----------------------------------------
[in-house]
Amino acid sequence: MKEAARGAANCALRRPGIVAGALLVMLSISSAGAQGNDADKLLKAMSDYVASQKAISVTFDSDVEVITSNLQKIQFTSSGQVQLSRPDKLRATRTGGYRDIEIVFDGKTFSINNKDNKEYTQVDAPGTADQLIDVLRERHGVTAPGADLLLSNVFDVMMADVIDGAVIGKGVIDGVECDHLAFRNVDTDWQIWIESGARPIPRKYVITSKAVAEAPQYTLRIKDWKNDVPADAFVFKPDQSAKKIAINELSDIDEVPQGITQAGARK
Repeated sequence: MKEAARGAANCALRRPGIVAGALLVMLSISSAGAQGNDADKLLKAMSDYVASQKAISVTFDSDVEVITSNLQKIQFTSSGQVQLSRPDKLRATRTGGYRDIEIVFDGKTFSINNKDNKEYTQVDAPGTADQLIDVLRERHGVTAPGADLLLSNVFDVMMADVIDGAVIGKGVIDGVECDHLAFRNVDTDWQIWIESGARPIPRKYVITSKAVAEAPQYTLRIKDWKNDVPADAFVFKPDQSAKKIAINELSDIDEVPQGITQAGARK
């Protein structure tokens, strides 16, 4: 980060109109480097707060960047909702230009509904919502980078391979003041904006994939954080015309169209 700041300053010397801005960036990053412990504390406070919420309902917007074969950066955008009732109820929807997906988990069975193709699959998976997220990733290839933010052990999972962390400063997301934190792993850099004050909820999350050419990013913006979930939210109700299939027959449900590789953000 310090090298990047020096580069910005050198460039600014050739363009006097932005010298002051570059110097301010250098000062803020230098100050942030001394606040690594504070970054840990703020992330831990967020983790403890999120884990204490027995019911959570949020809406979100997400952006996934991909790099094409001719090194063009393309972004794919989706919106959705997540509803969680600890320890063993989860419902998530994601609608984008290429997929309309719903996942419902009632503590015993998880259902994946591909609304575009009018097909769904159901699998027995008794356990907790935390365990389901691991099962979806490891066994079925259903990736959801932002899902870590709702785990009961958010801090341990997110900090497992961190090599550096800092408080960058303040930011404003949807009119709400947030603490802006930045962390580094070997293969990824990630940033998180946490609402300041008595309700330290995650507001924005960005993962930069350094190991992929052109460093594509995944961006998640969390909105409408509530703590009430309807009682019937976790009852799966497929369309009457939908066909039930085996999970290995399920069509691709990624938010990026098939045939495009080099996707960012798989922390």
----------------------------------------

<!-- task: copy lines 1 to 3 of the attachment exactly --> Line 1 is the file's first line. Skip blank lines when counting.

[in-house]
Amino acid sequence: MKEAARGAANCALRRPGIVAGALLVMLSISSAGAQGNDADKLLKAMSDYVASQKAISVTFDSDVEVITSNLQKIQFTSSGQVQLSRPDKLRATRTGGYRDIEIVFDGKTFSINNKDNKEYTQVDAPGTADQLIDVLRERHGVTAPGADLLLSNVFDVMMADVIDGAVIGKGVIDGVECDHLAFRNVDTDWQIWIESGARPIPRKYVITSKAVAEAPQYTLRIKDWKNDVPADAFVFKPDQSAKKIAINELSDIDEVPQGITQAGARK
Repeated sequence: MKEAARGAANCALRRPGIVAGALLVMLSISSAGAQGNDADKLLKAMSDYVASQKAISVTFDSDVEVITSNLQKIQFTSSGQVQLSRPDKLRATRTGGYRDIEIVFDGKTFSINNKDNKEYTQVDAPGTADQLIDVLRERHGVTAPGADLLLSNVFDVMMADVIDGAVIGKGVIDGVECDHLAFRNVDTDWQIWIESGARPIPRKYVITSKAVAEAPQYTLRIKDWKNDVPADAFVFKPDQSAKKIAINELSDIDEVPQGITQAGARK